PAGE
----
Ceuta and Melilla, Spain’s autonomous cities in northern Africa – are a special case: they are part of the Schengen area, but border control is still in force there.
France’s overseas possessions, on the other hand, are considered to be outside of the area.
Ireland, the UK, Cyprus, Bulgaria, and Romania are all members of the European Union and the Schengen treaty. However, Ireland and the UK have reserved the right to only subscribe to certain provisions of the treaty and do retain their own border controls.
Cyprus, Bulgaria, and Romania, on the other hand, do plan to fully participate in the Schengen area.
Liechtenstein and Switzerland are not European Union members (though Liechtenstein is a member of the European Economic Area), but they have signed the Schengen treaty, and as with Cyprus, Bulgaria, and Romania, their participation in the Schengen area has not been implemented yet.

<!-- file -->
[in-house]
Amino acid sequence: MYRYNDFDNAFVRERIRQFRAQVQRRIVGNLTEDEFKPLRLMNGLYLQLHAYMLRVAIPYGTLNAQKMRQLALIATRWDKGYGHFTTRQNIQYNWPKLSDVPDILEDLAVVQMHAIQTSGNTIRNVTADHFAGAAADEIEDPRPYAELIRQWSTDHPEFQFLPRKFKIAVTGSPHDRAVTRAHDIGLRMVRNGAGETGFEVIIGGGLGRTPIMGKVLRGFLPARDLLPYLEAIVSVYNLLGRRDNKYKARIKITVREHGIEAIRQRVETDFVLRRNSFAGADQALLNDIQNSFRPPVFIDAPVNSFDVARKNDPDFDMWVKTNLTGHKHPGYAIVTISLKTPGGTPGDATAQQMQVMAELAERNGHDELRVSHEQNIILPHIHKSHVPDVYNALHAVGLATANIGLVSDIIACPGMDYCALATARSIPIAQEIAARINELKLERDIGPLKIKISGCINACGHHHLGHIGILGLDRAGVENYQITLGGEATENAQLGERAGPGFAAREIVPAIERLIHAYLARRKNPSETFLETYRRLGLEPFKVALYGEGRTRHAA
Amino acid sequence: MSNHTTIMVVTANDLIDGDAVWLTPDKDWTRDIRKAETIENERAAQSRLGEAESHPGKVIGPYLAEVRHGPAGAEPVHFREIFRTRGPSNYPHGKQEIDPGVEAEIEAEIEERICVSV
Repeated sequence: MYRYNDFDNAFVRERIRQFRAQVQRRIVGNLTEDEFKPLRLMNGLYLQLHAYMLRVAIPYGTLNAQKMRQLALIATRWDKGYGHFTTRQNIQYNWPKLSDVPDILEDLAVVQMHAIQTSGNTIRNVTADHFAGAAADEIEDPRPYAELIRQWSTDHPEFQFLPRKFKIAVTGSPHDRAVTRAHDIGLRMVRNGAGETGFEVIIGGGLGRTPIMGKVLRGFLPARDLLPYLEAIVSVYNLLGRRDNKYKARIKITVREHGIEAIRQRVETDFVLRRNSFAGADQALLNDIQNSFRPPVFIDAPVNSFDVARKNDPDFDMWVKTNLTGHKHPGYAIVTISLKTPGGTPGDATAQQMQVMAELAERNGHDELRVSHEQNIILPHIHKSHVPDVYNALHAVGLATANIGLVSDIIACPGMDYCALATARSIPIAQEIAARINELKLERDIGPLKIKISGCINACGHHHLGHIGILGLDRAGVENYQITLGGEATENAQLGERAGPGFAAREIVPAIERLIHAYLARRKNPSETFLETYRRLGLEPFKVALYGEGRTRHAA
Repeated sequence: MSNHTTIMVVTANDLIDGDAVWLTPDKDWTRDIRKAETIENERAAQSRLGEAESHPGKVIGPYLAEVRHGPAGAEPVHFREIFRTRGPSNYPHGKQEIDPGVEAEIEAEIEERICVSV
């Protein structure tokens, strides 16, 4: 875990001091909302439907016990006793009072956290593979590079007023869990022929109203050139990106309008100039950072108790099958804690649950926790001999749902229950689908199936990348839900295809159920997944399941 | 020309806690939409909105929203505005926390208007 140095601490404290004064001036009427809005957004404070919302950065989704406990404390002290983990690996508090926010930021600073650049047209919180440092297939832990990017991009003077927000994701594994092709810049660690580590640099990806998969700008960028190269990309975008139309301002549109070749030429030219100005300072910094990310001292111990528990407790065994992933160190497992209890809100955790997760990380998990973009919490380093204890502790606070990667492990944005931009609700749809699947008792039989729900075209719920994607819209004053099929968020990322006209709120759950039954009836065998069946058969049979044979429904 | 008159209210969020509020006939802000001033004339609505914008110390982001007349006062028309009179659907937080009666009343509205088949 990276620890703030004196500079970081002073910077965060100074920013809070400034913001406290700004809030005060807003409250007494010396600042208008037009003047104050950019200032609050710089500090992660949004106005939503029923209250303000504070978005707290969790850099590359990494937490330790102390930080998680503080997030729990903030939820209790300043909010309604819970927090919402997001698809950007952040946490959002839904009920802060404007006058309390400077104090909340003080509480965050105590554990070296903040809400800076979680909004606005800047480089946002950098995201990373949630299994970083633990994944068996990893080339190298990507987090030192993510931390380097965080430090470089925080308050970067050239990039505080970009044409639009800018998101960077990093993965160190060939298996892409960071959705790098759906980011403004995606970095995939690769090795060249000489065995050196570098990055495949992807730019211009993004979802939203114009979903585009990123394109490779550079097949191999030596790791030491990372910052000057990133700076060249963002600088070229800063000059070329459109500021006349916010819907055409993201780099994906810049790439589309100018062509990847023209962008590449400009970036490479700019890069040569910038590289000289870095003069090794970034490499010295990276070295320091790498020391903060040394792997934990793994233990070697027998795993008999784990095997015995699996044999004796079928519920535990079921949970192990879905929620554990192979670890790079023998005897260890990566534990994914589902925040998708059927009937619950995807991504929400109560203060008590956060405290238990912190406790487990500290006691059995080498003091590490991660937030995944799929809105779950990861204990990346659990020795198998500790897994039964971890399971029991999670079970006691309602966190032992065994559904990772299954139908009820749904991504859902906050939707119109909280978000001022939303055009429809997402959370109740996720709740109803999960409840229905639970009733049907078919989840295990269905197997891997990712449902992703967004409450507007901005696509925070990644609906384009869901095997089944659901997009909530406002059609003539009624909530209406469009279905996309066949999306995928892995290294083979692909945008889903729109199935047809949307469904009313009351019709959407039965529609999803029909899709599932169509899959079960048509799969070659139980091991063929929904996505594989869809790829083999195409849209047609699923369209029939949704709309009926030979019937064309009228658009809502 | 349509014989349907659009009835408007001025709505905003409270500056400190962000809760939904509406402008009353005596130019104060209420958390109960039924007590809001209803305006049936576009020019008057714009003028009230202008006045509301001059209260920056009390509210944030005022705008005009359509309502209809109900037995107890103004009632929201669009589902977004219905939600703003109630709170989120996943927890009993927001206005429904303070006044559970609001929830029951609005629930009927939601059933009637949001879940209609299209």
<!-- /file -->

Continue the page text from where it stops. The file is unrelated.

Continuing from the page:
Who needs to apply for a Schengen visa and who doesn’t need one?
You do not need to apply for a Schengen visa to travel to the Schengen area if you meet the following conditions:
- You have a valid passport or travel document.
(Note that EU citizens do not need a visa to travel anywhere within the Schengen area, and neither do their official family members, i.e. spouses, when in possession of a valid residence permit from a Schengen member country, excluding permits from Ireland or the UK.)
If you meet the three conditions listed above, then you are exempt from the visa requirement, though you are considered as if you were in possession of a Schengen visa when you enter the Schengen area.